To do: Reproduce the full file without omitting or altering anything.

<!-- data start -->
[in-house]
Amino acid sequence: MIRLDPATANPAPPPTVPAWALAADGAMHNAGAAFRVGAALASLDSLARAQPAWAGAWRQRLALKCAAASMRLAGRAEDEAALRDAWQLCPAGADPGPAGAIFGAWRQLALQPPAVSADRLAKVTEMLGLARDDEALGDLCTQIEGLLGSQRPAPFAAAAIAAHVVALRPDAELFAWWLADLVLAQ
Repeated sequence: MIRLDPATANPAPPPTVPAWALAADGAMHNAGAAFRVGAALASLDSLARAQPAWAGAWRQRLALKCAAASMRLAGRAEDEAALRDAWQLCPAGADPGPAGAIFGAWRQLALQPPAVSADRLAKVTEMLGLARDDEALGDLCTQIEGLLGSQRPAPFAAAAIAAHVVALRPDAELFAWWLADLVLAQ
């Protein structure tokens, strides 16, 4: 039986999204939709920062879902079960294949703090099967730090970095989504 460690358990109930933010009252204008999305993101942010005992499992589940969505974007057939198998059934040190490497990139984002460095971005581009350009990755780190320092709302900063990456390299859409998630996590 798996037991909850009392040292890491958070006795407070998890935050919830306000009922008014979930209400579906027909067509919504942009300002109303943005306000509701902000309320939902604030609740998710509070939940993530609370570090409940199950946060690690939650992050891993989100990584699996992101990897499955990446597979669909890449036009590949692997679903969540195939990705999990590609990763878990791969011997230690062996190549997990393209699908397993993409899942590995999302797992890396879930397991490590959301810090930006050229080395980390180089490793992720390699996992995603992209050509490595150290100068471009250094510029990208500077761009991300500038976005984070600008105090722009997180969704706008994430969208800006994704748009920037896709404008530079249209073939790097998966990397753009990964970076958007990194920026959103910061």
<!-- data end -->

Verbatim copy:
[in-house]
Amino acid sequence: MIRLDPATANPAPPPTVPAWALAADGAMHNAGAAFRVGAALASLDSLARAQPAWAGAWRQRLALKCAAASMRLAGRAEDEAALRDAWQLCPAGADPGPAGAIFGAWRQLALQPPAVSADRLAKVTEMLGLARDDEALGDLCTQIEGLLGSQRPAPFAAAAIAAHVVALRPDAELFAWWLADLVLAQ
Repeated sequence: MIRLDPATANPAPPPTVPAWALAADGAMHNAGAAFRVGAALASLDSLARAQPAWAGAWRQRLALKCAAASMRLAGRAEDEAALRDAWQLCPAGADPGPAGAIFGAWRQLALQPPAVSADRLAKVTEMLGLARDDEALGDLCTQIEGLLGSQRPAPFAAAAIAAHVVALRPDAELFAWWLADLVLAQ
């Protein structure tokens, strides 16, 4: 039986999204939709920062879902079960294949703090099967730090970095989504 460690358990109930933010009252204008999305993101942010005992499992589940969505974007057939198998059934040190490497990139984002460095971005581009350009990755780190320092709302900063990456390299859409998630996590 798996037991909850009392040292890491958070006795407070998890935050919830306000009922008014979930209400579906027909067509919504942009300002109303943005306000509701902000309320939902604030609740998710509070939940993530609370570090409940199950946060690690939650992050891993989100990584699996992101990897499955990446597979669909890449036009590949692997679903969540195939990705999990590609990763878990791969011997230690062996190549997990393209699908397993993409899942590995999302797992890396879930397991490590959301810090930006050229080395980390180089490793992720390699996992995603992209050509490595150290100068471009250094510029990208500077761009991300500038976005984070600008105090722009997180969704706008994430969208800006994704748009920037896709404008530079249209073939790097998966990397753009990964970076958007990194920026959103910061």